'There's no avoiding what makes me a man ... I'm just selfish'
How to be a Man: Sometimes masculinity can feel mechanical
How to be a Man is a series exploring masculinity and the challenges face men in Ireland today
Once upon a time a man got an email from a woman, a stranger he had never met. She invited him to breakfast in her apartment. He agreed and arrived not many days later to her kitchen, where she was scrambling eggs in a bowl, and he trembled because he was old and she was a young woman and her husband was away.
While she poured the eggs on to the pan, he stood staring at a butterfly on the window, battering its wings on the glass, desperate to get out at the flowers on the balcony.
“You’re trembling,” she said. “I think you are terrified of being close to me.”
“And you’re also terrified of being alone.”
He agreed again.
“Do you not believe in any religion?” he wondered.
“Of course I do,” she said, smiling. “But it doesn’t obsess me.”
“But are you not afraid of being alone?”
“No,” she said, “I’m a woman.”
And he blanked. He couldn’t understand her. She was clear and articulate, and he was fumbling and wretched. The gulf between them was enormous.
“There’s no avoiding what makes me a man,” he declared. “I’m just selfish.”
She was the opposite. Her invitation to breakfast was an act of love. Her honesty in wanting to say where he was going wrong in life was an act of compassion.
But he was all wrapped up in himself. He couldn’t break through the spiritual fog. He couldn’t just be practical and eat the breakfast.
Instead he lectured her. He tried to explain the myth of masculinity that enveloped him like a shell.
“I’m a patriarch,” he said, “with hair in my ears. I trim my beard, though sometimes I forget to finish off the bristles around my mouth when I am grooming before the mirror in the backyard. That’s where I groom, with the mirror sitting on the window ledge, to avoid getting bristles all over the bathroom floor. It’s a ritual that affirms my masculinity.”
“I don’t talk much at dinner tables,” he said. “Because men can be silent.”
“Of course, when I was young I hogged the conversation, argued to a point of rudeness and occasionally threw off my clothes and danced on the table. But that was then. Now I am old and my belly sags, so I sit fully clothed no matter what the temptation.”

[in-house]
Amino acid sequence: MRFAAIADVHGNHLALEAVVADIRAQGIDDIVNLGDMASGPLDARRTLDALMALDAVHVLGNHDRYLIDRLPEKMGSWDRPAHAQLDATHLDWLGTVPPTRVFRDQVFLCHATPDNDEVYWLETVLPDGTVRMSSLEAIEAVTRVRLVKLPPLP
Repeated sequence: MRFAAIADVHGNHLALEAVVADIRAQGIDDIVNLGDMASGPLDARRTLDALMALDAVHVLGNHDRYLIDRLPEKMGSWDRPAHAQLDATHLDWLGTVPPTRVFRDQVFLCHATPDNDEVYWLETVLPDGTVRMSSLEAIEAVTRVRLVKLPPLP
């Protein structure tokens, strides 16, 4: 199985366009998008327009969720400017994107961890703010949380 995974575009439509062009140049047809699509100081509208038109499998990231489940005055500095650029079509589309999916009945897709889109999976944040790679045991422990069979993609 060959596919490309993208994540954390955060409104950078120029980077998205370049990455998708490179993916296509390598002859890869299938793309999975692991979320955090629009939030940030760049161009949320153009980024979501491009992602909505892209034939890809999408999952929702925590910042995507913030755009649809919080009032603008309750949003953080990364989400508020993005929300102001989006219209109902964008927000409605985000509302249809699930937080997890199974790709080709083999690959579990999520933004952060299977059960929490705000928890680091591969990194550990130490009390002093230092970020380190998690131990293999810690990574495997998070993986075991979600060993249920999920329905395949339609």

Again she listened.
“In the big tent at a country-and- western carnival I learned to jive like a man, swinging the woman with firm hands, like I was pulling the handles of a slot machine. Until she said “Jesus, you’re a mighty dancer” or else walked away. I thought a clean, firm jive was the sign of a strong man. Jiving men were as cool as Muhammad Ali. They could sting like a bee. And when a woman turned away I convinced myself it was she who couldn’t dance.”
But what he didn’t tell the woman over breakfast was that as a child he longed to be a girl. He trembled in their company. He feared them and worshipped them.
Although he didn’t grow into a girl. He didn’t even grow into a stinging bee or a boxer. He just became another patriarch, like a giant cockroach in an armchair. And as he got older he imagined a faint metallic tang hanging in the air around him, as if he had been working all day under a jeep, cleaning the oil filters.
He went to the leisure centre and soaked in the steam room to clear away the smell. He groomed himself with perfume and plucked his eyebrows. Because he would not have been bothered if he smelled like a buck goat, or even a stallion. They bleed too, like humans. But not a rusting car. And sometimes masculinity felt mechanical. As if his heart were made of metal.
That was what patriarchy did to him over the years. Except that in every single dream that ambushed him at night, he changed into a butterfly and cried out – This is me! This too is me! But he didn’t tell her that over breakfast. Which was a pity, because she might have listened.
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